About companies in Serbia
A company is established on an indefinite or definite basis time. A society is considered to be founded on the indefinite time if the founding act, ie the statute, is not otherwise specified. The company has a predominant activity, and may perform other activities that are not prohibited by law, regardless of whether they are determined by the founding act, that is, the statute, which is one of the significant advantages of Serbian company law.
Legal forms of company which exist in Serbian company law are:
- Limited Partnership
- Limited liability company
In their business name, legal forms may also be marked with abbreviations: shorten for Partnership O.D.; shorten for Limited partnership K.D., for Limited liability company D.O.O. and for Stock company A.D.
Types of companies
Given the importance, we will deal with the two most commonly used forms.
A limited liability company is a company in which one or more members (natural and / or legal persons) have shares in the share capital. Society members are not liable with their property for the obligations of the company, except in in case of abuse of the limited liability rules.
- Minimum share capital 100 RSD
- The establishment of a limited liability company begins with the submission of a registration application to the Business Registers Agency
- The maximum number of members of the society is limited to 50
- It is necessary to enclose a photocopy of the identity card or passport for natural persons and / or an excerpt from the register in which the legal entity is registered, as proof of the identity of the founder.
- A LLC is established by a decision on establishment if the founder is one member, or by a founding agreement if there are several founders. The minimum obligatory content of the founding act includes: marking of the founders – members, business name and seat, activity, amount of share capital and individual deposits, as well as the manner and time of payment of cash deposits and description and value of non-cash deposits. The signatures of the founders of the company on the founding act must be certified
- Cash and non-cash investment when founding a company must be paid, ie entered within the deadline specified in founding act, and that period cannot be longer than five years.
- Advantages: limited liability for all members which means that all members are liable only up to the amount of their stake, management flexibility – the owners themselves form the management structure of the company. In this company, its members participate in the management, but they can entrust the management to an individual, a board or the majority of owners;the company pays lower taxes.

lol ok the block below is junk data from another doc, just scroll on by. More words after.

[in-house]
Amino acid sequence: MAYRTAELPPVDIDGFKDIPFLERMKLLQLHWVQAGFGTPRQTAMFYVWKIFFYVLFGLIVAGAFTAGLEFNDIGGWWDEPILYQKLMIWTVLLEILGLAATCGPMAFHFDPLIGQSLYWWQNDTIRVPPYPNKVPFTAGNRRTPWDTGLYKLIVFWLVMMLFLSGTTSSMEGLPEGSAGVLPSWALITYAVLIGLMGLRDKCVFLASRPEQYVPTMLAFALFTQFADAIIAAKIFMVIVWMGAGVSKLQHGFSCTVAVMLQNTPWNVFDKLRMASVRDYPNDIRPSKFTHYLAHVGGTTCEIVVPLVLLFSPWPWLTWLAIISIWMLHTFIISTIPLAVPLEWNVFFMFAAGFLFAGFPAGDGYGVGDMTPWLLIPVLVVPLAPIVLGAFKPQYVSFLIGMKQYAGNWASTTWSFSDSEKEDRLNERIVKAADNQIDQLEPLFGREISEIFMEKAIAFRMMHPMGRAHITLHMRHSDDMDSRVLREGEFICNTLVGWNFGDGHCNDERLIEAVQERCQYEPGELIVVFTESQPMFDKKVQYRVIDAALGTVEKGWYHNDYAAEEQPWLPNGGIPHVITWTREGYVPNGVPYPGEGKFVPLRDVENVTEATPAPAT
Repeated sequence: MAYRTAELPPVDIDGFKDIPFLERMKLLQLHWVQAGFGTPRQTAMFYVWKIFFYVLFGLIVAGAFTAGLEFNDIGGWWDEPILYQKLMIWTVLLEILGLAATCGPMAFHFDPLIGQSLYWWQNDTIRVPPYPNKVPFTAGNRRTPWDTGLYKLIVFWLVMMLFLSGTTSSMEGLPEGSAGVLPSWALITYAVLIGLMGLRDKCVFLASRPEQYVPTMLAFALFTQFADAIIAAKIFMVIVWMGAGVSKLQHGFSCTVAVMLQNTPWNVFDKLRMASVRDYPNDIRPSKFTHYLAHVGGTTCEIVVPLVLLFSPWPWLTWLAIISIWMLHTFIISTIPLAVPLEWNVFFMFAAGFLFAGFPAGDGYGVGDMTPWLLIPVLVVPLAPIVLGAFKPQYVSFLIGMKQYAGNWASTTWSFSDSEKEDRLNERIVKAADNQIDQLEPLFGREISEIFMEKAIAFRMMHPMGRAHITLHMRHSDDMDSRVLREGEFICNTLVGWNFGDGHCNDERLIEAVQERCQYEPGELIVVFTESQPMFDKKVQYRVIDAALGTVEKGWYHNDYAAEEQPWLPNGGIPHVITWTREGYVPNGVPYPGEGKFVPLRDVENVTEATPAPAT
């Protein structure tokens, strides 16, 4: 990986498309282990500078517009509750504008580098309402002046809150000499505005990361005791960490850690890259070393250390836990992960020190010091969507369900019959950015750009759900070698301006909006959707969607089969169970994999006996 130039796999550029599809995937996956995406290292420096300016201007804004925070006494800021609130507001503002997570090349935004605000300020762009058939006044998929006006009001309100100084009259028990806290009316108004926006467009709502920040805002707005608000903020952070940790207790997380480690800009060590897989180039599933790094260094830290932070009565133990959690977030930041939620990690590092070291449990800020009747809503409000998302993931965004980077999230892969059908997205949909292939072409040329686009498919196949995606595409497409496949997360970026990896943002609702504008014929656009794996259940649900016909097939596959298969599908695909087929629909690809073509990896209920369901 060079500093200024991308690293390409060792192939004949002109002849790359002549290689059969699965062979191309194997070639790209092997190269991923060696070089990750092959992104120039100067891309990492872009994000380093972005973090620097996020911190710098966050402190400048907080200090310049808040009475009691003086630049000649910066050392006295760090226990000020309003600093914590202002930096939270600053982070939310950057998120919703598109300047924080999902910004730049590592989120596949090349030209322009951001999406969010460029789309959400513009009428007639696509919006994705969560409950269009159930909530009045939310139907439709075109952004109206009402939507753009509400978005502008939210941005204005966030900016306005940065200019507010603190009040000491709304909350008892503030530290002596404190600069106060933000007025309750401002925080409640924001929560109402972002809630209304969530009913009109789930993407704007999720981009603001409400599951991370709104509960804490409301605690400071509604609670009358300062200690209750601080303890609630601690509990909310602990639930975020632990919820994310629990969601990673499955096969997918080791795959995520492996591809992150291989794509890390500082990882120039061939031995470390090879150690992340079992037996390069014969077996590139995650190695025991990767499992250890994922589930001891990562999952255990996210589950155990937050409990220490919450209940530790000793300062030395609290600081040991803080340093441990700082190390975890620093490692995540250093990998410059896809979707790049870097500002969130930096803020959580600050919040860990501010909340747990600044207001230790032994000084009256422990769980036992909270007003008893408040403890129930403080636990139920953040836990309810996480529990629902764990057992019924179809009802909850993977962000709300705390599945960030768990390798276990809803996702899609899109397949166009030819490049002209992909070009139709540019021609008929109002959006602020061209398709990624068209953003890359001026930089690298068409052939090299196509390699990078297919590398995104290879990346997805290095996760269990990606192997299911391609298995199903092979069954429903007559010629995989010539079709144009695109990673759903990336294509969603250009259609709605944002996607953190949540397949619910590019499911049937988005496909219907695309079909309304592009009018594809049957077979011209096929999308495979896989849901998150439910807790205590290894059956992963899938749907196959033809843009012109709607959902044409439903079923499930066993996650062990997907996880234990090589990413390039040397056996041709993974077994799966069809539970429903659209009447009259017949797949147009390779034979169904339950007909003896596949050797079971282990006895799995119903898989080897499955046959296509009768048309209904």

- Disadvantages: founding this company is expensive any changes in terms of address, new activities are expensive … the transfer of ownership shares is limited. The transfer of shares is limited by the right of pre-emption of the company and members.
A joint stock company is established by one or more natural / legal persons, shareholders, and the share capital of the company is divided on stocks. Shareholders are not liable for the company’s obligations, except in case of abuse of the limited liability rules. The joint stock company is liable for its obligations with all its assets.
A joint stock company can be public (the one that issued securities) and non-public.
- The shareholders who establish the company sign the founding act and the first statute of the company.
- Shareholders’ shares can be in money, things and rights, expressed in dinars.
- The shareholder’s role cannot be in the work or provision of services joint stock company.
- Minimum share capital for the establishment of a shareholder company amounts to 3,000,000.00 dinars, unless a special amount provides for a special law.The nominal value of one share cannot be lower than 100 dinars.
- Prior to the registration of the company, the shareholders are obliged to pay, that is, enter deposits that represent at least 25% share capital, with the amount paid in cash part of the share capital cannot be lower than the amount of the minimum share capital.
- Cash and non-cash investment when founding a company or capital increases must be paid, ie entered within the deadline specified in the founding act, ie the decision on capital increase, and that deadline for the public shareholder a company cannot be longer than two years
- Adventages: limited liability for shareholders, sustainability of business, ability to increase capital through a public call, transferability of ownership and centralized management.
- Disadventages: formalities at establishment, double taxation, obligation to submit data, documents and financial statements and legal and other costs.
Setting up companies in Serbia
In order for a company to be able to start operating and acquire the property of a legal entity, it is necessary to fulfill a certain number of conditions and to pass the registration procedure.
Companies are registered with the Business Registers Agency in accordance with the law on registration. By registering in the Register of Companies, all information about the company becomes available to the public and authoritative for third parties. What companies can register are: establishment, connection and termination of the company, status changes and changes in the form of organization of that company, data on the company important for legal transactions, data related to the bankruptcy procedure, as well as other data determined by law.